This week we’re taking a break from our climate change content in our blogs—but we still have an excellent episode for you to listen to! You can check out our interview with nuclear power advocate and Professor Joshua Goldstein right here:
This week, we’re talking about one of the critical parts of our democracy: the US Census. 2020 has brought its fair share of surprises for us, but our decennial Census was not one of them. We’ll take a quick look at why we need the Census and what it provides for America. If you want more info, make sure to check out our interview with Ashely Allison, which you can find below!
The first US Census hit the record books in 1790 to fulfill the requirements set down in the brand new Constitution of the United States. Article 1, Section 2, provides Congress the legal authority to conduct a census and stipulates a new count be held every ten years into perpetuity. This, as the Census Bureau’s website notes, “marked a turning point in world history. Previously censuses had been used mainly to tax or confiscate property or to conscript youth into military service. The genius of the Founders was taking a tool of government and making it a tool of political empowerment for the governed over their government.”
Fast-forward 230 years, and we’re completing our 23rd Census, pandemic-style. Why is the Census so vital that we can’t postpone it even as states around the union are reeling from the devastating effects of a disease with no known cure and a potential death toll in the hundreds of thousands?
The biggest reason for conducting a Census every decade is the House of Representatives. Those 435 delegates get allocated based on population, and to allot each state the correct number of representatives, the Federal Government needs to know how many people live in each state. The Census measures the ebbs and flows of the national population, and Congressional Representatives are allocated based on that movement. For instance, models predict Florida and North Carolina will likely see new congressional districts after this year’s Census.
Here is a great video from the Census website breaking down how appointments work:
Apart from governing who governs us, the Census also dictates how states get paid. States receive almost $900 billion of government aid every year, which is divided by population. To understand which states need more or less money, the government uses the Census. The population count dictates funding for Medicare, Medicaid, SNAP (food stamps), highway infrastructure, and a myriad of other critical programs. The Census also indexes statistics like education and income, allowing resources to find those Americans who need them most.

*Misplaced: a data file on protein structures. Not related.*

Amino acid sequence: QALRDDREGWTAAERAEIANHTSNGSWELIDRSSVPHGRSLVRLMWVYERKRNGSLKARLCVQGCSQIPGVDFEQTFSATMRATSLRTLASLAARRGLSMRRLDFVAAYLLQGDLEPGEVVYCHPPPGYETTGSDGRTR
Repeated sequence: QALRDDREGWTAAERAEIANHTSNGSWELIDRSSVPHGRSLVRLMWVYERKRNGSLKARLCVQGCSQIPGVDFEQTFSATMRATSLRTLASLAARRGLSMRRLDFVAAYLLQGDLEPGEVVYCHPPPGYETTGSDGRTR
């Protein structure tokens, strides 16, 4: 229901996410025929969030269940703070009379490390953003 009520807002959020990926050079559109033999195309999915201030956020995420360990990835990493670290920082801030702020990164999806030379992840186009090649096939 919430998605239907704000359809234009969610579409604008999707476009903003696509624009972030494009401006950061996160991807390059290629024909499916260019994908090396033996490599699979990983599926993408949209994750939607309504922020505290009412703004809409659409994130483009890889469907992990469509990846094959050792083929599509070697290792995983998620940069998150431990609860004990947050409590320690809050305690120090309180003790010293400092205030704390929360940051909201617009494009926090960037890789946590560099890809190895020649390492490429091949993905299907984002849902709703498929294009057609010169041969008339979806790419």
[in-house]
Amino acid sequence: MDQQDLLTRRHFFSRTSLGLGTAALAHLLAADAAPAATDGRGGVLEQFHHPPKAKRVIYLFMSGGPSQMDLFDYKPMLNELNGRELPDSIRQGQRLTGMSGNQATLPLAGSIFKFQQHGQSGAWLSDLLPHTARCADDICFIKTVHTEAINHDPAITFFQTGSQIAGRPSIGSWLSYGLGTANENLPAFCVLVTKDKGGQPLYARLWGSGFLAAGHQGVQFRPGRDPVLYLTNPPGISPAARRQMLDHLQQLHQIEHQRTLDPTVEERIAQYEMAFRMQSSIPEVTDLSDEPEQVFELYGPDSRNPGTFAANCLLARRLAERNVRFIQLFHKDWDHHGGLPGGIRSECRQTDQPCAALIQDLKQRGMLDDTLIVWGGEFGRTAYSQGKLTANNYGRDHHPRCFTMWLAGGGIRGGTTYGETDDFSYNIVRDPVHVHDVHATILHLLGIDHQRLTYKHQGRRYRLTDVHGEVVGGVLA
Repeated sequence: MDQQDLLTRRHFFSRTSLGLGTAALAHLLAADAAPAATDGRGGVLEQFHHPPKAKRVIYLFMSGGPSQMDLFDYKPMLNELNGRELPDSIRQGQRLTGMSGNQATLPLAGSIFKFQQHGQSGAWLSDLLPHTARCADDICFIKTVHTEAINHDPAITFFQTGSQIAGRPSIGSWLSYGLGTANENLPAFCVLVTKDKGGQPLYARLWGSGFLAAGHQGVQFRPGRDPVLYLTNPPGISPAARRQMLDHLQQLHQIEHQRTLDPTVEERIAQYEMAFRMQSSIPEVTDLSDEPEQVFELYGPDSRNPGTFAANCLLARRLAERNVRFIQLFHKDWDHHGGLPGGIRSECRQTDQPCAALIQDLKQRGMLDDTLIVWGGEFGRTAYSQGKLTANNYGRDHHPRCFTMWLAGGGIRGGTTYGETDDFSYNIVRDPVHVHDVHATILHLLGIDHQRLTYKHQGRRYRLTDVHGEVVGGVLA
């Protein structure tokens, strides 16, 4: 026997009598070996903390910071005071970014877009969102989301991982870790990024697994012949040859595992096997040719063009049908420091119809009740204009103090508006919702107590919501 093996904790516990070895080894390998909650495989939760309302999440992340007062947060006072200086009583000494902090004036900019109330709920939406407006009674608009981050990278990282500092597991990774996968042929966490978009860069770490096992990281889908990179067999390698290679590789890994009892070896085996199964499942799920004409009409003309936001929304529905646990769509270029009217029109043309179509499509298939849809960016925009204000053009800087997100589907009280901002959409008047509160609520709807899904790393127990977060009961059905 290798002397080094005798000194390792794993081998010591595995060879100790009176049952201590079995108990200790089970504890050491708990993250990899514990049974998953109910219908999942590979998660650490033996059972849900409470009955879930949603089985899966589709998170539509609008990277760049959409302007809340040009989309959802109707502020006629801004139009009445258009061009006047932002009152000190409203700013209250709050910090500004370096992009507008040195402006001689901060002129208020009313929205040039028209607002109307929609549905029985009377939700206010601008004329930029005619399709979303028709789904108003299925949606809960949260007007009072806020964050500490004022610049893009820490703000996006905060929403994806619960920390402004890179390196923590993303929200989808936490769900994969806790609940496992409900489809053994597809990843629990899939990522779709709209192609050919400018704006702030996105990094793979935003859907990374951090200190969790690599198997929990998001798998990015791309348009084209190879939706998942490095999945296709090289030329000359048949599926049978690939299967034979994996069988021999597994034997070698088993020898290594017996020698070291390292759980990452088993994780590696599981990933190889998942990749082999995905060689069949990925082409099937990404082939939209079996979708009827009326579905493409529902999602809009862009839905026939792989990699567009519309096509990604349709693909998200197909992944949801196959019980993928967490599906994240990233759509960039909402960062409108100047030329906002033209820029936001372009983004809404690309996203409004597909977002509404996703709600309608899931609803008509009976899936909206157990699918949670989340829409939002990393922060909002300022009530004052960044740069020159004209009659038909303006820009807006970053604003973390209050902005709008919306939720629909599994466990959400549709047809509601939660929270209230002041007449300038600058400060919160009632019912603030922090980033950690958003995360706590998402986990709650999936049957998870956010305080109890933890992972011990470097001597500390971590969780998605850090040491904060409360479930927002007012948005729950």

The Private Sector
The Census data is available for anyone to look at, and the private sector understands it as one of the essential datasets available to them. The population data can give businesses a better idea of where new customer-bases are, how to allocate resources, and where to open or close retail locations or manufacturing facilities. Our economy depends on these businesses, and they, in turn, depend on the data provided by the Census.
The 2020 Census
This year, you can fill the Census out online or use the copy sent to your home. Filling out the Census isn’t just another way to be civically engaged—it’s the law. In 2018, the Trump Administration announced plans to add a citizenship question to the national survey, a move that prompted a harsh backlash. Experts worried the citizenship question would cause an under-counting in America, which would have wide-ranging consequences to communities with a lot of immigrants. After the Supreme Court rejected the administration’s reason for adding the question in June 2019, it abandoned its efforts. There is no citizenship question on the Census this year.
With the nation in lockdown and the prospect of returning to normal life still months away, now is the time to do your civic duty and fill out the 2020 US Census.
Baumgaertner, Jim Tankersley and Emily. “Here’s Why an Accurate Census Count Is So Important.” The New York Times, The New York Times, www.nytimes.com./2018/03/27/us/politics/census-citizenship-question.html.
Liptak, Adam. “Supreme Court Leaves Census Question on Citizenship in Doubt.” The New York Times, The New York Times,
Siddiqui, Sabrina, and Tom McCarthy. “Trump Abandons Effort to Put Citizenship Question on 2020 Census.” The Guardian, Guardian News and Media, 11 July 2019, www.theguardian.com/us-news/2019/jul/11/trump-census-citizenship-question-supreme-court.
U.S. Constitution. Art./Amend. I, Sec. 2. https://www.census.gov/history/pdf/Article_1_Section_2.pdf
“Understanding the Census Citizenship Question Debate.” TBF, www.tbf.org/blog/2018/march/understanding-the-census-citizenship-question-debate.
US Census Bureau. “2020 Census: United States Census Bureau.” 2020Census.Gov, 2020census.gov/en.html.
US Census Bureau. “Census in the Constitution.” The United States Census Bureau, 31 Mar. 2020, www.census.gov/programs-surveys/decennial-census/about/census-constitution.html.
US Census Bureau. “Congressional Apportionment.” The United States Census Bureau, 1 Apr. 2020, www.census.gov/topics/public-sector/congressional-apportionment.html.
US Census Bureau. “Uses of Census Bureau Data in Federal Funds Distribution.” The United States Census Bureau, 11 Oct. 2017, www.census.gov/library/working-papers/2017/decennial/census-data-federal-funds.html.
US Census Bureau. “Who Is Required To Respond?” 2020Census.Gov, 2020census.gov/en/am-i-required.html.
Wallace, Gregory. “Projection Shows Florida and North Carolina among States That Could Gain Congressional Seats after Census.” CNN, Cable News Network, 31 Dec. 2019, www.cnn.com/2019/12/31/politics/census-2020-apportionment/index.html.
“Why Does the Census Matter?” Council on Foreign Relations, Council on Foreign Relations, www.cfr.org/backgrounder/why-does-census-matter.